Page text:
July 26, 2014 5:58 pm

Burkinabe community come together to support families of Air Algerie victims

Watch above: People in Montreal are still reeling over news of the crashed Air Algerie jet, and six families in Quebec have been directly affected. A Longueuil woman has been left widowed by the crash, and she has become a rallying point for the Montreal area’s Burkinabe community. Billy Shields has more.

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LONGUEUIL – Along Toulouse Street, as people woke up in this South Shore suburb, an observer could watch a gradual stream of people making its way to a second-floor apartment door. Some of them came with casserole dishes, some came laden with heavy bags containing care packages.

All of them were coming together in support of Rita Sanhouidi, a pregnant mother who is the widow of Wilfried Somda, who died in the Air Algerie crash that occurred on Thursday morning.

Four other members of the Somda family: Winmalo, Angelique and their two children, also died in the crash. According to the Greater Montreal Burkinabe Association, the crash claimed the lives of 11 Quebec residents from Burkina Faso, including five children.

A Sherbrooke woman who knew the Somdas, Isabelle Prevost, also died. The flight was part of the first trip she ever took by air; she left behind three children.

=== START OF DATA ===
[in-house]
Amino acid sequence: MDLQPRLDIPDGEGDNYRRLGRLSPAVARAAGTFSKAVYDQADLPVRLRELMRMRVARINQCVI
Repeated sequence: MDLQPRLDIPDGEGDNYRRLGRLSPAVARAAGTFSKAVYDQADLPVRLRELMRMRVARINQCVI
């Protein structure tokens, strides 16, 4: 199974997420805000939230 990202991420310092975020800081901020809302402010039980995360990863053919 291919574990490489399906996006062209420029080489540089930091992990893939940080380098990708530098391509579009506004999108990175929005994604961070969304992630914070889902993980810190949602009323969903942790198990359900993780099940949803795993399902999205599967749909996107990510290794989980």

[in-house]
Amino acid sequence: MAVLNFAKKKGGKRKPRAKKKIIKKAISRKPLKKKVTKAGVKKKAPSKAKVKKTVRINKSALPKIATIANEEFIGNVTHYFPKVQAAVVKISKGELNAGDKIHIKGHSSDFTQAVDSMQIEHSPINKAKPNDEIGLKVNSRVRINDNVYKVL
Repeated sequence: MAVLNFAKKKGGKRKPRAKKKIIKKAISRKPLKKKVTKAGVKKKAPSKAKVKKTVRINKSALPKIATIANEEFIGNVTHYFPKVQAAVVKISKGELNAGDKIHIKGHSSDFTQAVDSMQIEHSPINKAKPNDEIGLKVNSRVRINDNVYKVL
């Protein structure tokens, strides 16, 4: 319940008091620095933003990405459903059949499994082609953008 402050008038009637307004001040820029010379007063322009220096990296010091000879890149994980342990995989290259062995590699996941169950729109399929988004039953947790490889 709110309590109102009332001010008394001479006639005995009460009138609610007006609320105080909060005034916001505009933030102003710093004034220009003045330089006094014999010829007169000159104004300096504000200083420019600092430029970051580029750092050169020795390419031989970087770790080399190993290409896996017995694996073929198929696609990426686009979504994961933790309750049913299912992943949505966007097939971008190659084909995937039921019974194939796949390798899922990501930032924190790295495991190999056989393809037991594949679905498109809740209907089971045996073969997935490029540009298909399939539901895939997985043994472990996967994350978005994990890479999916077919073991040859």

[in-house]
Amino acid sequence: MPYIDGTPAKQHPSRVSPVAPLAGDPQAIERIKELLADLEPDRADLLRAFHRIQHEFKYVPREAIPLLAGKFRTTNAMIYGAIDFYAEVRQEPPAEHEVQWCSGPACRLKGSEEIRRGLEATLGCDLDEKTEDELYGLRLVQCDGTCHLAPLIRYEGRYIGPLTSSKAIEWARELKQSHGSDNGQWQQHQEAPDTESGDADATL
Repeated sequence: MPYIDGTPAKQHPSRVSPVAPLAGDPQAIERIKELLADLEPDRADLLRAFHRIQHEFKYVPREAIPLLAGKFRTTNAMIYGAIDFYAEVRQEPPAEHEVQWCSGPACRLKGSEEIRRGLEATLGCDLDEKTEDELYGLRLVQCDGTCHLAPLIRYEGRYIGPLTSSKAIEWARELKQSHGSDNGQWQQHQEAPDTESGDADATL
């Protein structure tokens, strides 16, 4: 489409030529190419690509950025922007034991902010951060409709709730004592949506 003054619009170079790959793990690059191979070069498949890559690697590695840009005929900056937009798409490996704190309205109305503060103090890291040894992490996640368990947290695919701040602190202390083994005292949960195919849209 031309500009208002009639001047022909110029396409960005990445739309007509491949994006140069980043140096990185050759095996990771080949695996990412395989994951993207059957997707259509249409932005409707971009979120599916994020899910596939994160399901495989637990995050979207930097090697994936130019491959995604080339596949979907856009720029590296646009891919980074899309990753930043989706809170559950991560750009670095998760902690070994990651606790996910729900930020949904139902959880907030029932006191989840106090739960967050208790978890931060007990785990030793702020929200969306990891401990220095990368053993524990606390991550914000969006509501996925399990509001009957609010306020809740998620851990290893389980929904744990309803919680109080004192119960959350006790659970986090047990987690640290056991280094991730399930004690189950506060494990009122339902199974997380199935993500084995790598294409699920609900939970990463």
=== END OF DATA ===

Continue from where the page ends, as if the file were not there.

The association has reached out to community members on its website, asking people to support Sanhouidi any way they can.

“It’s part of our culture. Whenever something like this happens in my country, your whole family, your friends, everyone comes to see you,” said Yeri-Jeanne Ouedraogo, who came by Friday around noon.

Ouedraogo was friends with another victim of the crash – Rabdou Salimata Zoungrana. Zoungrana was flying to join her husband, who lives in Gatineau. She died with the couple’s two children.

“His wife and I worked together and got along very well in Burkina Faso,” Ouedraogo said.

The community in Quebec is reaching out to family members of the victims of the crash – which killed 118 people – to remind them they aren’t alone.

“People need a human presence, they need someone to talk to them,” said Mahamadi Savadogo, the association president. “For them the world’s come down, everything has no sense.”

© Shaw Media, 2014

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